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Mark Moxon's Travel Writing

India: The Shirt off My Back

The beach at Varkala
Varkala is home to sun, sea, sand... and lots of shirt shops

Some people were born to shop. I, on the other hand, shudder every time Christmas comes round, not to mention the January sales, the Easter sales, the summer sales and the autumn price drops. The only reason I still haven't run screaming from the building is the Internet, without which I would still be wearing the same pair of socks I went to school in. I hate shopping and shopping hates me, and frankly we're both stubborn enough not to want to rock the status quo.

Suits Me

It's hard to travel through India without spotting Indian tailors hard at work, sitting in the fronts of their shops, pedalling their cast-iron sewing machines into a frenzy among piles of colourful material. If you're at all clothes-minded, this must be like heaven, but for those of us whose travelling clothes have long sleeves purely to keep the mosquitoes from biting, and whose trousers are dirt-coloured so they don't show the dirt, those precious weaves of cream, ochre and crimson look less like an Aladdin's cave and more like the warning colours on the belly of a particularly poisonous frog. So it was with some trepidation that Peta and I set out to scout out the tailors of Varkala, in search of trousers, shirts and, above all, a painless shopping experience.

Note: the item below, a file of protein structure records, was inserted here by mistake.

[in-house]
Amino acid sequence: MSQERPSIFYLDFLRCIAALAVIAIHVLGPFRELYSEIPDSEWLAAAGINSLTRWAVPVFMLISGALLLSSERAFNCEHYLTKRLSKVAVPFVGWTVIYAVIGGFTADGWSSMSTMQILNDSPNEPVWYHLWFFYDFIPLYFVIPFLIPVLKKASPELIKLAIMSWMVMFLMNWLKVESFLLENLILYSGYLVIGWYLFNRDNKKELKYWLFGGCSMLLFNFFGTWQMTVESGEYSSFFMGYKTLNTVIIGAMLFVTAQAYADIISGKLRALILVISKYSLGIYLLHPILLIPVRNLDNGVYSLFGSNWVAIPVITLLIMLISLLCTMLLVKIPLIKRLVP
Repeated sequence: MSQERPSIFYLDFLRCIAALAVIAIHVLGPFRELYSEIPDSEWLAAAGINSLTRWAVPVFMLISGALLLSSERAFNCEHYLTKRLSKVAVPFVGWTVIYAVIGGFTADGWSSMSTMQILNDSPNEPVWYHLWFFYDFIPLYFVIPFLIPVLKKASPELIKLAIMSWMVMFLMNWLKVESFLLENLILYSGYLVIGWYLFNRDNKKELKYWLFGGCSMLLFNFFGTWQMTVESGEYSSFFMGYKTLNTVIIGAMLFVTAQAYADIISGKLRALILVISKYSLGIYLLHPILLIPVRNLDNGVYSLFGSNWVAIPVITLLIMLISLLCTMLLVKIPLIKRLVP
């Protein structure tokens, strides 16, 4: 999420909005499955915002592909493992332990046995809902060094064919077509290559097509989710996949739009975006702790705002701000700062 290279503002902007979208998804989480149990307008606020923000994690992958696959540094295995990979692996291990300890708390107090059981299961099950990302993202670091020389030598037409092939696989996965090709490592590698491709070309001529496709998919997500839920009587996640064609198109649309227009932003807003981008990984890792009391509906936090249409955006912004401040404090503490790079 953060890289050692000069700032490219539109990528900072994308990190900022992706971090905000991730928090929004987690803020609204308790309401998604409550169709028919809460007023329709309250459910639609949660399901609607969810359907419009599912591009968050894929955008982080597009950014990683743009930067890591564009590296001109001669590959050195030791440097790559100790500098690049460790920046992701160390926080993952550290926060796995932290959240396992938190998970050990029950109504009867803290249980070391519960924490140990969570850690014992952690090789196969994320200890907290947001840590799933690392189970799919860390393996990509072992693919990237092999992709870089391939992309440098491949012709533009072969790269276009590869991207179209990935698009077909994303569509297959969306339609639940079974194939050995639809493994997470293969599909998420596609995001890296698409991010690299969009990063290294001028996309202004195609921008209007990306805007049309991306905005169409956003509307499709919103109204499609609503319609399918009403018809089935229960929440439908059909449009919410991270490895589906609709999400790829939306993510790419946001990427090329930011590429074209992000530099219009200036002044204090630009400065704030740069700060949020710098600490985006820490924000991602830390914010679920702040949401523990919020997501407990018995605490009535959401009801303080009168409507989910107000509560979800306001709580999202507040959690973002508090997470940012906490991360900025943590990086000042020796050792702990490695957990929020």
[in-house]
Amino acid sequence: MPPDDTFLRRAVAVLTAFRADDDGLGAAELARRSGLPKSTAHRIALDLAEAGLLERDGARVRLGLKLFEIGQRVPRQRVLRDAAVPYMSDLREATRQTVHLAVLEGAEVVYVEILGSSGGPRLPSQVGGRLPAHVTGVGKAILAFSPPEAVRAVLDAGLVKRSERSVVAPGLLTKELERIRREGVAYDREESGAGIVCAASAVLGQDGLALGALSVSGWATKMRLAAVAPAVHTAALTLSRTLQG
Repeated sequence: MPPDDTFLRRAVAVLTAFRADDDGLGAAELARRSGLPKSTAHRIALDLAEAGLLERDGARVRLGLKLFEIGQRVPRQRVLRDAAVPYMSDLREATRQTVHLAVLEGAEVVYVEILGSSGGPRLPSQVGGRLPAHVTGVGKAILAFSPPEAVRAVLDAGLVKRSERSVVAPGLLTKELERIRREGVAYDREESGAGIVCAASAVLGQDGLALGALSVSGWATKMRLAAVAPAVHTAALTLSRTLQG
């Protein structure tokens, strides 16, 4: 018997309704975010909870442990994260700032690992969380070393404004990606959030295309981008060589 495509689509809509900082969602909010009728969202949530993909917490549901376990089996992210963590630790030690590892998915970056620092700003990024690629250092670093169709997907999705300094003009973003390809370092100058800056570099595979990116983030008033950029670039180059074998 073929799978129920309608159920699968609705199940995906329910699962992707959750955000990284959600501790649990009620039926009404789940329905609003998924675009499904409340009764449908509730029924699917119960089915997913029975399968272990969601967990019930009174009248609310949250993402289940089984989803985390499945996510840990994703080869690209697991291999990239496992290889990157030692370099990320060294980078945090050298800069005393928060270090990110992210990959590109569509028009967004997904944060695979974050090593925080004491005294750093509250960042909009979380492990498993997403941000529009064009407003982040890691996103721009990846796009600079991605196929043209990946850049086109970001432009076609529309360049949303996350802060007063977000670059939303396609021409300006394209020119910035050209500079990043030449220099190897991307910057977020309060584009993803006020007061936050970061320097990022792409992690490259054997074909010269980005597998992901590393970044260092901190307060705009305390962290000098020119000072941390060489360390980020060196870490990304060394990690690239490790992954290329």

A Second Attempt

I could probably have relaxed a bit more if we still hadn't got Peta's clothes to buy. She hadn't seen any suitable fabrics in the first shop, so we wandered down the road, popping into a couple of shops that sold clothes, but they didn't appear to have a tailor in tow and their clothes were completely the wrong size, so they were short visits. A little further on, though, we were accosted by a man who tried to gain our trust by putting on the worst imitation of an English accent that I've heard in a long time, and instead of warning us off, we found ourselves drawn in by, of all things, a man clad in a dhoti saying, 'Lovely jubbly,' in an utterly banal voice. What were we thinking?